|Publication number||US4716292 A|
|Application number||US 06/750,859|
|Publication date||Dec 29, 1987|
|Filing date||Jul 1, 1985|
|Priority date||Jul 6, 1984|
|Also published as||DE3573477D1, EP0171382A1, EP0171382B1|
|Publication number||06750859, 750859, US 4716292 A, US 4716292A, US-A-4716292, US4716292 A, US4716292A|
|Inventors||Heinz Rieder, Max Schwaiger|
|Original Assignee||Rsf-Electronik Gesellschaft M.B.H.|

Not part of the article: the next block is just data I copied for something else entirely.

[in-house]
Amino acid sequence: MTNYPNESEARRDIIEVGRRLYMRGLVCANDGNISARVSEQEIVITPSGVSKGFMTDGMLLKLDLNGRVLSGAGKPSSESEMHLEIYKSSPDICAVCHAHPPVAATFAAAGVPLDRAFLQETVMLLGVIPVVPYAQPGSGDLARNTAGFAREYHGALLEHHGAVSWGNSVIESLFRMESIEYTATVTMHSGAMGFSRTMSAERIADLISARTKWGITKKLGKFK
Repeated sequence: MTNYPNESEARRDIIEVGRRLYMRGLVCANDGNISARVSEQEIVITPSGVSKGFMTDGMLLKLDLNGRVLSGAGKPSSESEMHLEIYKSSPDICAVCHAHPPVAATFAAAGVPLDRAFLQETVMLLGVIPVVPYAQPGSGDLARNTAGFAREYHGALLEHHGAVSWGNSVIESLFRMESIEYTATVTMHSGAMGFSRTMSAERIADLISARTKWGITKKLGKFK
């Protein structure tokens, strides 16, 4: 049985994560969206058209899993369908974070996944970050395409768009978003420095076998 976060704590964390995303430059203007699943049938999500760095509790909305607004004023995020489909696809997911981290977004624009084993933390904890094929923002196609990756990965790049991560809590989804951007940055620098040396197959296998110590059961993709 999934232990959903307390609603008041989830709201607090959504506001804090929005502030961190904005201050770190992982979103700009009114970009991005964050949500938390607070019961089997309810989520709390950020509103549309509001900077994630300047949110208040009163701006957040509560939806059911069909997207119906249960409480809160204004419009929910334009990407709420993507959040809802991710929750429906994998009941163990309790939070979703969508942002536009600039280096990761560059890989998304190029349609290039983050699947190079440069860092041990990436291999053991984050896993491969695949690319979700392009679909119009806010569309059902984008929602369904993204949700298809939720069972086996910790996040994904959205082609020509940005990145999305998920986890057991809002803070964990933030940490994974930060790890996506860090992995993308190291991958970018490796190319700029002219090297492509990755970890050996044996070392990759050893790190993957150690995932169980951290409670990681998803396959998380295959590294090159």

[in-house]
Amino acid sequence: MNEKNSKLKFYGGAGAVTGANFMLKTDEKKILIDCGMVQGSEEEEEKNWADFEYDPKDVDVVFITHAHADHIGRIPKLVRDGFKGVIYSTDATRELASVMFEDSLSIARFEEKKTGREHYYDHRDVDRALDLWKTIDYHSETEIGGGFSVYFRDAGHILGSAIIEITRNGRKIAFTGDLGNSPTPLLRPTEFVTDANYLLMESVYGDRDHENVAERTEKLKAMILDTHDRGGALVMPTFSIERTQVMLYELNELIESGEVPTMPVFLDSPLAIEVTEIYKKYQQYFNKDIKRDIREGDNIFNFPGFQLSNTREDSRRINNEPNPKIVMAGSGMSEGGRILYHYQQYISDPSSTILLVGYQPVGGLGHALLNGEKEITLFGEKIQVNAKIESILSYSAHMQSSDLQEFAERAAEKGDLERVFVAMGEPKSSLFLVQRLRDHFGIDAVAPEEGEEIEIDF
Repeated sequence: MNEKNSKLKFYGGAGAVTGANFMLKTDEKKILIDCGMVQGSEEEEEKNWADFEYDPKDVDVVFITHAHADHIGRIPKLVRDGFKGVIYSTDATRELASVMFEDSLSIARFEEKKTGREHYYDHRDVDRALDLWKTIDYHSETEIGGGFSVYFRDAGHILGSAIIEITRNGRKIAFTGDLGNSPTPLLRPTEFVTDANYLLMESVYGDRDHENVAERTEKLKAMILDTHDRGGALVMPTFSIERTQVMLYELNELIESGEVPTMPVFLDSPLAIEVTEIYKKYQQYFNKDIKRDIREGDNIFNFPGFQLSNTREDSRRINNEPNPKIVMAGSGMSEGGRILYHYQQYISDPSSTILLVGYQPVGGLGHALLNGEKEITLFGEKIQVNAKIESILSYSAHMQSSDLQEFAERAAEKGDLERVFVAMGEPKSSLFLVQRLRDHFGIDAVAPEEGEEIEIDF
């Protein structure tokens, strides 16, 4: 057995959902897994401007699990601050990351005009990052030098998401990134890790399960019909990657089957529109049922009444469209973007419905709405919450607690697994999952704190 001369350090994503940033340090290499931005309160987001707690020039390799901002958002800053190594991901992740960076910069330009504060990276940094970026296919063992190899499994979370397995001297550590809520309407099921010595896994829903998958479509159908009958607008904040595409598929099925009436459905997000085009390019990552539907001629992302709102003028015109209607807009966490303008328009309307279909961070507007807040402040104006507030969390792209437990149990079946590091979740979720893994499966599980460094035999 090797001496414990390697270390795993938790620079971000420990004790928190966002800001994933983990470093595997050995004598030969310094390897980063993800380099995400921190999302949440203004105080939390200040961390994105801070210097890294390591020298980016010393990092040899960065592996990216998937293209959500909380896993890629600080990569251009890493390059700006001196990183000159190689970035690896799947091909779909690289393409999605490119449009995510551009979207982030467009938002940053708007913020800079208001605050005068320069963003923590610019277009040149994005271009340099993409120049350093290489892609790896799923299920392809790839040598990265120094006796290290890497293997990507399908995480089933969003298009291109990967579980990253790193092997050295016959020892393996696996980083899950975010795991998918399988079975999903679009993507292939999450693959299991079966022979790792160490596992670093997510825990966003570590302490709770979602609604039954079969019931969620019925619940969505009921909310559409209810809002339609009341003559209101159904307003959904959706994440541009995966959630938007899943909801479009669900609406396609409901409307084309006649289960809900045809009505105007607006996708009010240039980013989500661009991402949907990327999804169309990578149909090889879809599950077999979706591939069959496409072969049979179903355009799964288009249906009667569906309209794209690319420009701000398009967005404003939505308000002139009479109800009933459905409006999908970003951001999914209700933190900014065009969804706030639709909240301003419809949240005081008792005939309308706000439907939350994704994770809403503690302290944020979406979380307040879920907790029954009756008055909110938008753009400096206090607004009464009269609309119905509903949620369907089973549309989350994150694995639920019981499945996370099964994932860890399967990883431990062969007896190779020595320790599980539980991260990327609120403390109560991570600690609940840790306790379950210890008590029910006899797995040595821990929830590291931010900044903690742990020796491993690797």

|Export Citation||BiBTeX, EndNote, RefMan|
|Patent Citations (5), Referenced by (21), Classifications (18), Legal Events (5)|
|External Links: USPTO, USPTO Assignment, Espacenet|
This invention relates to a linear incremental measuring system comprising a linear incremental scale, a scanning unit for generating two analog signals, which are displaced in phase in a sense depending on the direction of the scanning movement of the scanning unit relative to the scale, and a processor for generating digital signals, which are delivered to a biderectional counter, which controls an indicating and/or control device.